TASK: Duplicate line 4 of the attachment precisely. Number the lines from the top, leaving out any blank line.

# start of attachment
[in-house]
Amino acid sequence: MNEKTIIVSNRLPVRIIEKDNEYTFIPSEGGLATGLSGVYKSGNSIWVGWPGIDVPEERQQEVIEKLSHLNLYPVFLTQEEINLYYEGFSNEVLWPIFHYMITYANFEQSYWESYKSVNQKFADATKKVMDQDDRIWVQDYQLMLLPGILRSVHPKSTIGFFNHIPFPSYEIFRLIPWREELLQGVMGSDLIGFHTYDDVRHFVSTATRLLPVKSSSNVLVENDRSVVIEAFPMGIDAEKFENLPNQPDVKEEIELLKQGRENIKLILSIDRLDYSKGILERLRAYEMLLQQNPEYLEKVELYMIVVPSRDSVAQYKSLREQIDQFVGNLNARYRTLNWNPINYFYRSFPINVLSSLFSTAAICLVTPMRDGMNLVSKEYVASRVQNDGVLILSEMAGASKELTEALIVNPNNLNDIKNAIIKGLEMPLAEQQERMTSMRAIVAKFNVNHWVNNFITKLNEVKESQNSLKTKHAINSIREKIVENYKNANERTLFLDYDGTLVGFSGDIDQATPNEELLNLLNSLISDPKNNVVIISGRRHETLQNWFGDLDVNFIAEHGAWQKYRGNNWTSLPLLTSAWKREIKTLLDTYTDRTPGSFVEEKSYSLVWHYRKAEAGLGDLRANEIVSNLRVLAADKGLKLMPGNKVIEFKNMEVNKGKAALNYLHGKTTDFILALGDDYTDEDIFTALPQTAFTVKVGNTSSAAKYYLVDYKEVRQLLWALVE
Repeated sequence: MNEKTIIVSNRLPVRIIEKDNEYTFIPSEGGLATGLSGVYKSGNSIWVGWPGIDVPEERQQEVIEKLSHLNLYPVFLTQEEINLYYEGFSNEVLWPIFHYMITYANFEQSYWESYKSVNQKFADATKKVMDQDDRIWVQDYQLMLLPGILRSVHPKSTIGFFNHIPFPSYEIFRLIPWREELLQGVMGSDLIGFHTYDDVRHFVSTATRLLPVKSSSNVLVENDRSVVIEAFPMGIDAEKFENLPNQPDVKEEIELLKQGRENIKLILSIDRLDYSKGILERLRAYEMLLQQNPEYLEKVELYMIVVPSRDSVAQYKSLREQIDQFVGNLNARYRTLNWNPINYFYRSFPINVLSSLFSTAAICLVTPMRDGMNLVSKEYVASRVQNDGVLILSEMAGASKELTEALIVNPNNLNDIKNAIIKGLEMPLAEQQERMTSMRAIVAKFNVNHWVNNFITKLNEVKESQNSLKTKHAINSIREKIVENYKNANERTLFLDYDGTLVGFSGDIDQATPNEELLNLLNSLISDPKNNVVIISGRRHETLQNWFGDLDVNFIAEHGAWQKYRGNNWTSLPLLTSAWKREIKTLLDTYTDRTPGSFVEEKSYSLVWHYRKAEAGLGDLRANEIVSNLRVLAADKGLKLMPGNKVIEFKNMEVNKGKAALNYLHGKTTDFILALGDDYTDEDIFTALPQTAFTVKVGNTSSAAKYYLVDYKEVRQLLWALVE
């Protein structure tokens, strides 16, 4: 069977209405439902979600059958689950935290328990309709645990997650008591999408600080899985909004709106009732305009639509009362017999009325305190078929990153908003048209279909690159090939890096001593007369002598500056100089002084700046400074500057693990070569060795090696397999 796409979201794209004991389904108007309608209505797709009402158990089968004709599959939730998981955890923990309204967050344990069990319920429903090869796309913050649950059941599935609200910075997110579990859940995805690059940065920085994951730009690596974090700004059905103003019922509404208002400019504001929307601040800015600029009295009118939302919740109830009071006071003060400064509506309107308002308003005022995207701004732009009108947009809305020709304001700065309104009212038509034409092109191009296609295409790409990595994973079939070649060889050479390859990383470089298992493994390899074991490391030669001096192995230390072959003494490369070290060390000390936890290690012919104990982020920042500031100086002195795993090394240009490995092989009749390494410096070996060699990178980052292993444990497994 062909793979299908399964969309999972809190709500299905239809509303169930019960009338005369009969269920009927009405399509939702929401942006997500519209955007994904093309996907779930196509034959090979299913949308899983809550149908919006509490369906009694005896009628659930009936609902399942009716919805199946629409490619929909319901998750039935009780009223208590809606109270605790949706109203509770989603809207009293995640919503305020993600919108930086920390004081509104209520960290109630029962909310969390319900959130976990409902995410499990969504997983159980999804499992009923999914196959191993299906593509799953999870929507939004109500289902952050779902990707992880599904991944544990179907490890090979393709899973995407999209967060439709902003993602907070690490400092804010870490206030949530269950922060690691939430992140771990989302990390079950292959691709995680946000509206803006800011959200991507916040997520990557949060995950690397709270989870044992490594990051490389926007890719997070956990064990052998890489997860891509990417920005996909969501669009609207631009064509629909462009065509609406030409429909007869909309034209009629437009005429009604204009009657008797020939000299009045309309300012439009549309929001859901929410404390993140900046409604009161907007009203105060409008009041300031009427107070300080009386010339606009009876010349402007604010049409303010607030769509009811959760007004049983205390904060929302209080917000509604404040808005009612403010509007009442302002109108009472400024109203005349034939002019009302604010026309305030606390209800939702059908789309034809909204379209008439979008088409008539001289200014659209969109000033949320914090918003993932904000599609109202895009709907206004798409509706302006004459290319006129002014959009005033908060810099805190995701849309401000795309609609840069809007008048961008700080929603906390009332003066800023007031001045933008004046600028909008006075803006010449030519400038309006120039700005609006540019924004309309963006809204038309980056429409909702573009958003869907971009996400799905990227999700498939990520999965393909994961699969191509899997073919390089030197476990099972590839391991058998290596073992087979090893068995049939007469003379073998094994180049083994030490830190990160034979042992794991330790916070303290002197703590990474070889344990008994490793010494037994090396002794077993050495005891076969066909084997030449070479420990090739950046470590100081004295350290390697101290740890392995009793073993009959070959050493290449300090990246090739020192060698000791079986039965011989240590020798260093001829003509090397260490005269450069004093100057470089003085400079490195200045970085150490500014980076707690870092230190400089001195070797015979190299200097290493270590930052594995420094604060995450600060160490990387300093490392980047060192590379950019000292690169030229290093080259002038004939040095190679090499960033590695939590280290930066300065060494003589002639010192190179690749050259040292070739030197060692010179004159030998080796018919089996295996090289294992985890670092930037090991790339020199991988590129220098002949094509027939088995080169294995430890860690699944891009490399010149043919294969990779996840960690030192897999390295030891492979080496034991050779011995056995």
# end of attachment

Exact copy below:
């Protein structure tokens, strides 16, 4: 069977209405439902979600059958689950935290328990309709645990997650008591999408600080899985909004709106009732305009639509009362017999009325305190078929990153908003048209279909690159090939890096001593007369002598500056100089002084700046400074500057693990070569060795090696397999 796409979201794209004991389904108007309608209505797709009402158990089968004709599959939730998981955890923990309204967050344990069990319920429903090869796309913050649950059941599935609200910075997110579990859940995805690059940065920085994951730009690596974090700004059905103003019922509404208002400019504001929307601040800015600029009295009118939302919740109830009071006071003060400064509506309107308002308003005022995207701004732009009108947009809305020709304001700065309104009212038509034409092109191009296609295409790409990595994973079939070649060889050479390859990383470089298992493994390899074991490391030669001096192995230390072959003494490369070290060390000390936890290690012919104990982020920042500031100086002195795993090394240009490995092989009749390494410096070996060699990178980052292993444990497994 062909793979299908399964969309999972809190709500299905239809509303169930019960009338005369009969269920009927009405399509939702929401942006997500519209955007994904093309996907779930196509034959090979299913949308899983809550149908919006509490369906009694005896009628659930009936609902399942009716919805199946629409490619929909319901998750039935009780009223208590809606109270605790949706109203509770989603809207009293995640919503305020993600919108930086920390004081509104209520960290109630029962909310969390319900959130976990409902995410499990969504997983159980999804499992009923999914196959191993299906593509799953999870929507939004109500289902952050779902990707992880599904991944544990179907490890090979393709899973995407999209967060439709902003993602907070690490400092804010870490206030949530269950922060690691939430992140771990989302990390079950292959691709995680946000509206803006800011959200991507916040997520990557949060995950690397709270989870044992490594990051490389926007890719997070956990064990052998890489997860891509990417920005996909969501669009609207631009064509629909462009065509609406030409429909007869909309034209009629437009005429009604204009009657008797020939000299009045309309300012439009549309929001859901929410404390993140900046409604009161907007009203105060409008009041300031009427107070300080009386010339606009009876010349402007604010049409303010607030769509009811959760007004049983205390904060929302209080917000509604404040808005009612403010509007009442302002109108009472400024109203005349034939002019009302604010026309305030606390209800939702059908789309034809909204379209008439979008088409008539001289200014659209969109000033949320914090918003993932904000599609109202895009709907206004798409509706302006004459290319006129002014959009005033908060810099805190995701849309401000795309609609840069809007008048961008700080929603906390009332003066800023007031001045933008004046600028909008006075803006010449030519400038309006120039700005609006540019924004309309963006809204038309980056429409909702573009958003869907971009996400799905990227999700498939990520999965393909994961699969191509899997073919390089030197476990099972590839391991058998290596073992087979090893068995049939007469003379073998094994180049083994030490830190990160034979042992794991330790916070303290002197703590990474070889344990008994490793010494037994090396002794077993050495005891076969066909084997030449070479420990090739950046470590100081004295350290390697101290740890392995009793073993009959070959050493290449300090990246090739020192060698000791079986039965011989240590020798260093001829003509090397260490005269450069004093100057470089003085400079490195200045970085150490500014980076707690870092230190400089001195070797015979190299200097290493270590930052594995420094604060995450600060160490990387300093490392980047060192590379950019000292690169030229290093080259002038004939040095190679090499960033590695939590280290930066300065060494003589002639010192190179690749050259040292070739030197060692010179004159030998080796018919089996295996090289294992985890670092930037090991790339020199991988590129220098002949094509027939088995080169294995430890860690699944891009490399010149043919294969990779996840960690030192897999390295030891492979080496034991050779011995056995």